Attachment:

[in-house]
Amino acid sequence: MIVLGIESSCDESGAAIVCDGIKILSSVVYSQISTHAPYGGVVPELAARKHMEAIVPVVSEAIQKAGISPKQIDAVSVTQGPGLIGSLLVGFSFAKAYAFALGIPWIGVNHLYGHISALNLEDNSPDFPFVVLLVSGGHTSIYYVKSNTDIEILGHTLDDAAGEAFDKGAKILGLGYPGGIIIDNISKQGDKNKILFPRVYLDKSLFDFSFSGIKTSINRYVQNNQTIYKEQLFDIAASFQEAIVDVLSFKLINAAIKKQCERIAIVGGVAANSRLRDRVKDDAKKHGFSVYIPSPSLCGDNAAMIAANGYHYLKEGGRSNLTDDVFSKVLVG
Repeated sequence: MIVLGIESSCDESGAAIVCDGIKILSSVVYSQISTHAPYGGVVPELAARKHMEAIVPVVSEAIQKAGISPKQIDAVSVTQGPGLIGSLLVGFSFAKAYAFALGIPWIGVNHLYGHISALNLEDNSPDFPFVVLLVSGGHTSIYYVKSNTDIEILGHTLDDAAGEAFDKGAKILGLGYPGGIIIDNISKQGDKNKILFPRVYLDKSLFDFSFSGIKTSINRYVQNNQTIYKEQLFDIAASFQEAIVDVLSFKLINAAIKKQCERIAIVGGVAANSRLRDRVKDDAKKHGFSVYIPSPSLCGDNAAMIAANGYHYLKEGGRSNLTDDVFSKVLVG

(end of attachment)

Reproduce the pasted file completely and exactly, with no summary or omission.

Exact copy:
[in-house]
Amino acid sequence: MIVLGIESSCDESGAAIVCDGIKILSSVVYSQISTHAPYGGVVPELAARKHMEAIVPVVSEAIQKAGISPKQIDAVSVTQGPGLIGSLLVGFSFAKAYAFALGIPWIGVNHLYGHISALNLEDNSPDFPFVVLLVSGGHTSIYYVKSNTDIEILGHTLDDAAGEAFDKGAKILGLGYPGGIIIDNISKQGDKNKILFPRVYLDKSLFDFSFSGIKTSINRYVQNNQTIYKEQLFDIAASFQEAIVDVLSFKLINAAIKKQCERIAIVGGVAANSRLRDRVKDDAKKHGFSVYIPSPSLCGDNAAMIAANGYHYLKEGGRSNLTDDVFSKVLVG
Repeated sequence: MIVLGIESSCDESGAAIVCDGIKILSSVVYSQISTHAPYGGVVPELAARKHMEAIVPVVSEAIQKAGISPKQIDAVSVTQGPGLIGSLLVGFSFAKAYAFALGIPWIGVNHLYGHISALNLEDNSPDFPFVVLLVSGGHTSIYYVKSNTDIEILGHTLDDAAGEAFDKGAKILGLGYPGGIIIDNISKQGDKNKILFPRVYLDKSLFDFSFSGIKTSINRYVQNNQTIYKEQLFDIAASFQEAIVDVLSFKLINAAIKKQCERIAIVGGVAANSRLRDRVKDDAKKHGFSVYIPSPSLCGDNAAMIAANGYHYLKEGGRSNLTDDVFSKVLVG